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Analyze Power Consumption in Embedded ML Solutions

Embedded Devices, Machine LearningWhat is the impact of an embedded machine learning brick on the power consumption in an IoT solution?

Louis Moreau

February 15, 2022

When it comes to building battery-powered IoT solutions, one of the key factors of success is surely the battery life. But what exactly is the impact of an embedded machine learning brick on the power consumption in an IoT solution?

Ideally, we want our device to sense and process information all the time, transmit data in real-time, and last forever on the smallest batteries. As you guessed this is hardly achievable and we will have to make compromises. In this article, we will go through basic embedded machine learning use cases and see where optimizations can be applied:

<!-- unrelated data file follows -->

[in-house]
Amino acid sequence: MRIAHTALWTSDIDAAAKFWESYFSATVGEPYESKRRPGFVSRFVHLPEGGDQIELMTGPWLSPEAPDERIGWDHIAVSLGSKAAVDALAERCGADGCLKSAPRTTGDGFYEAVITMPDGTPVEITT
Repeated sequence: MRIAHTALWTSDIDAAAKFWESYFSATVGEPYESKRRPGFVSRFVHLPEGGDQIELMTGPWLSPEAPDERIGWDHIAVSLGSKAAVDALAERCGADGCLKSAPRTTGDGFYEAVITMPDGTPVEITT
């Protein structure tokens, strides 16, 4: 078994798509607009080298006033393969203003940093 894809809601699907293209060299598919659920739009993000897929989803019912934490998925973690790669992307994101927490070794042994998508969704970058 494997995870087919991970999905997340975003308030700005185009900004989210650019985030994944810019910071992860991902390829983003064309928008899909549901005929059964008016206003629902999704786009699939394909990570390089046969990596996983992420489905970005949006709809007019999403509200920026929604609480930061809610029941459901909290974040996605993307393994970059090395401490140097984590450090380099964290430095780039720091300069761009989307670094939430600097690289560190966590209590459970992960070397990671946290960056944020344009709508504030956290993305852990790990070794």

Let’s take the following examples:

  • A wearable that recognizes the exercises you are doing with an accelerometer and sends the results to a mobile phone using BLE.
  • A pallet that can detect if it is located in a moving truck, train, plane, or stand by in a warehouse and send the results through 3G/NB-IoT/LPWAN.
  • A doorbell that detects who is waiting on your door and send the alerts using proprietary RF.
  • A beehive detecting occupancy rate based on the buzzing sounds.

All these use cases share the same big picture of a typical battery-powered sensor application. In a nutshell, it looks like the following:

Big picture of a typical battery-powered sensor application

To measure the real power consumption, we have used an Otii Arc from Qoitech and an Arduino Nano 33 BLE Sense. This Arduino board is not particularly considered as low power but it has a good combination of sensors that will interest us and a BLE module to send the inference results.